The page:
I checked the local regulations (there's a requirement that dogs be leashed in all public areas for about six months in order to protect wildlife, and other requirements the rest of the year, with exceptions for specific dog parks). Dogs are supposed to be 100% under control at all times, including when leashed. So a dog with leash aggression would have to stay on private property if it wasn't allowed to be off leash. The advice is that leash aggression can be solved with training.
It definitely can be controlled with training and effort, but the training involves extensive interaction with dogs in public spaces while on leash.

An dog with leash aggression is under control (assuming you are using the right harness etc.), unless it's too big/strong for the owner to control with a leash.

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Re: Banning XL bully dogs

Post by purplehaze » Thu Sep 14, 2023 4:27 pm

Fishnut wrote:
Mon Sep 11, 2023 2:56 pm
Suella Braverman has ordered 'urgent advice' on banning this 'breed' (it's not recognised as a breed in the UK).

Fatalities from dog attacks are really rare (single figures each year) though they are rising. The cause is unclear.

The breed that causes the most personal injuries claims is the labrador but it has been the most popular breed in the UK for years. The British Veterinary Association says that there's no evidence the Dangerous Dog Act has done anything to reduce aggression in dogs or the number of attacks, and advocates for "evidence-based, ‘deed-not-breed’ approach to dog control legislation".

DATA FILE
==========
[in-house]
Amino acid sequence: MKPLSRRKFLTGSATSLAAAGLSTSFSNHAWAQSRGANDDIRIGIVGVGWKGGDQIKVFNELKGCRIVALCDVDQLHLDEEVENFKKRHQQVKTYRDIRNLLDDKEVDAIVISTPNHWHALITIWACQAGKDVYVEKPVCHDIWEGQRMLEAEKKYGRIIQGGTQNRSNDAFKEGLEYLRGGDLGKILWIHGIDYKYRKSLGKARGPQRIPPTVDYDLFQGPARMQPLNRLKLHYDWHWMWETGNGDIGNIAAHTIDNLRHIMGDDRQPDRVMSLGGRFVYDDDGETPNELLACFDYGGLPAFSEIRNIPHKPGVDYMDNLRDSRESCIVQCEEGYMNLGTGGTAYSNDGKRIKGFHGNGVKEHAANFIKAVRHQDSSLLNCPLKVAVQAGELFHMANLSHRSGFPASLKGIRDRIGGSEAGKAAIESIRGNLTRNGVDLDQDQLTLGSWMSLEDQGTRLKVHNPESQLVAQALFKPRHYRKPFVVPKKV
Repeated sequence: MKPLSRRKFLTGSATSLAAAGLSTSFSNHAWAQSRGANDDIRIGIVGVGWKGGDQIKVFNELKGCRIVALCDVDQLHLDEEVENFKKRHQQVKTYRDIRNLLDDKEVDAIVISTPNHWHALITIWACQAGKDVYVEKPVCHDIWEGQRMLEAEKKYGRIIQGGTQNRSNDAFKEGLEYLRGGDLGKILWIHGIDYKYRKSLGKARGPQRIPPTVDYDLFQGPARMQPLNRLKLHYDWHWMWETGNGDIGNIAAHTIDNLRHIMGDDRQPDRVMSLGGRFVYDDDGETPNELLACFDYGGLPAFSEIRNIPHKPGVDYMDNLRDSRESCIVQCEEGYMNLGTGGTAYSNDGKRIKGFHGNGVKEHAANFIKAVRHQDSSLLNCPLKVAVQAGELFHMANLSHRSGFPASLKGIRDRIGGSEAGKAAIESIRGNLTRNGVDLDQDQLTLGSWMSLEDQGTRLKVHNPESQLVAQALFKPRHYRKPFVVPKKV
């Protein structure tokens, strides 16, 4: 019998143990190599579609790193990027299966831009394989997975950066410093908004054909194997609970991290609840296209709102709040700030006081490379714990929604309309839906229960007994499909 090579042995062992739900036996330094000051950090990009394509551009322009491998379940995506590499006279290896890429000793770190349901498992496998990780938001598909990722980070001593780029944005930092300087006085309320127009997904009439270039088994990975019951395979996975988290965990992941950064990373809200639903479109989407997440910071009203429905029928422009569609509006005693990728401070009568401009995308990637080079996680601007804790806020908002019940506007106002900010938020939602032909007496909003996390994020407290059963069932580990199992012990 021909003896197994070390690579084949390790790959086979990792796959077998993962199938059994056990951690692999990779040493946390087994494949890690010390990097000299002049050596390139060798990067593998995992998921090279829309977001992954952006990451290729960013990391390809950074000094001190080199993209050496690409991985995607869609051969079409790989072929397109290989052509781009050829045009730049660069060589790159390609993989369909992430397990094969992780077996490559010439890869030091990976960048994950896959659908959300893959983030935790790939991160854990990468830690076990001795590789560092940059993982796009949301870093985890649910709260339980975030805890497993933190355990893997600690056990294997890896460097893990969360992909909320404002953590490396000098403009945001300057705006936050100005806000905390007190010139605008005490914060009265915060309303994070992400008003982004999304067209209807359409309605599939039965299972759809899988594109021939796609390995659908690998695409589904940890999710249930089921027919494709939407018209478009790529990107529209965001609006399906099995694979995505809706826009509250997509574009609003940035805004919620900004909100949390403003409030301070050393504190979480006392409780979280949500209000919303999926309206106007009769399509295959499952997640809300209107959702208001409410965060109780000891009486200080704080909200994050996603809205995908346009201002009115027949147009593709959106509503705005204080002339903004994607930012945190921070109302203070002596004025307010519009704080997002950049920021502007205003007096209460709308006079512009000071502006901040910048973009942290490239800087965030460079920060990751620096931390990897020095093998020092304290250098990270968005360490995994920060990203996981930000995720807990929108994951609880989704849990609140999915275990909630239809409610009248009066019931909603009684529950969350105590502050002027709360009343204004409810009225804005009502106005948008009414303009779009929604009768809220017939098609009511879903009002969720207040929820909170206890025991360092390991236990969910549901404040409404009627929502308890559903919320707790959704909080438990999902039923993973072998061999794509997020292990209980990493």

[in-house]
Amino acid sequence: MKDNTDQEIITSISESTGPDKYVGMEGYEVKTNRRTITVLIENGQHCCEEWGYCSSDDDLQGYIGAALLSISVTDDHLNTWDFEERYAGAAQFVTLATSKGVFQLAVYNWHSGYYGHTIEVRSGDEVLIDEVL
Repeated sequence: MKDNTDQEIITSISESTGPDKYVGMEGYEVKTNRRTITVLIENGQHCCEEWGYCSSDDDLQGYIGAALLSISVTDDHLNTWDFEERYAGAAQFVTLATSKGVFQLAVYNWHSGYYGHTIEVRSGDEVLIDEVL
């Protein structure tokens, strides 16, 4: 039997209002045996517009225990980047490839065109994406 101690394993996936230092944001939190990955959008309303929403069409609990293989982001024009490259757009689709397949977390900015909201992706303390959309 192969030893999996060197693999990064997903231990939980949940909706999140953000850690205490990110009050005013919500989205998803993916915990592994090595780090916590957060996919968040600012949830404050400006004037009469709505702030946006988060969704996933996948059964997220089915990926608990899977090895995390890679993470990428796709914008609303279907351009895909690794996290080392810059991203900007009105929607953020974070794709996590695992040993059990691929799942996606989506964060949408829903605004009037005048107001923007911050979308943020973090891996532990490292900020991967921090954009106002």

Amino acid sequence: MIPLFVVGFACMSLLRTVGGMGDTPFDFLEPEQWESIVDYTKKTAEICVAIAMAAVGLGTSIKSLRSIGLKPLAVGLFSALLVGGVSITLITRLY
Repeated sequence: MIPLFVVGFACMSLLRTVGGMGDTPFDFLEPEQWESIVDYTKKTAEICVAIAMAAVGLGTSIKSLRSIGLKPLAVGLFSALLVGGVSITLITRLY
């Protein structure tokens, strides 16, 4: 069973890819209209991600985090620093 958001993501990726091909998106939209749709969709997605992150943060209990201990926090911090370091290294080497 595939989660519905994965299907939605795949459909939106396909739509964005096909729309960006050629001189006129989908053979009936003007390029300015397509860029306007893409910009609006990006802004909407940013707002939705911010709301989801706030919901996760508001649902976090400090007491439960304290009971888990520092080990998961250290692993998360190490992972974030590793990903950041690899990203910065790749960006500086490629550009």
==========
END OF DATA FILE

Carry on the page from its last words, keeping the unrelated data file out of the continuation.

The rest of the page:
Rather than ask the broader question of why are dog attacks increasing, the government once again seems to be reaching for the 'easy' yet completely illogical answer of banning a 'breed' of dog.
Braverman's reaction was over the top. Banning dogs, especially dogs bred for fighting, doesn't work because another similar type will be introduced to bypass the BSL laws - it's as vicious a cycle as the bite you will receive. I'm posting two viewpoints. One from the RSPCA and one from the bmj. The latter summarises the cost to the NHS re dog bites and injuries.

https://www.rspca.org.uk/-/blog-why-bsl-is-failing

https://www.bmj.com/content/381/bmj.p87 ... e%20period.

Stricter regulations need to be in place included all dogs on a lead in public places, except dog parks, and puppy sales.

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Re: Banning XL bully dogs

Post by purplehaze » Thu Sep 14, 2023 4:34 pm

To add:

Specifically leash control. It's clear that there's not a person on this planet that can control an out of control Bully XL who is on a lead. They are a type, not a breed. It's simply incredibly irresponsible to think or even consider that they can be controlled if in 'fight' mode.

I've seen in recent days disturbing videos of owners of Bully's: allowing their dogs to wander around in a residential estate without a lead or collar, on a side road as well. A person even had a picture of one with a 4 month old baby, with the description that they are not called nanny dogs for nothing.

Totally ignoring the elephant in the room. These dogs are dangerous, especially if out of control, which can happen in an instant.

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Re: Banning XL bully dogs

Post by purplehaze » Thu Sep 14, 2023 4:39 pm

TopBadger wrote:
Tue Sep 12, 2023 1:51 pm
Opti wrote:
Tue Sep 12, 2023 1:26 pm
This Is how dangerous dogs are dealt with in Spain.
Seems like a sensible approach.
Agree!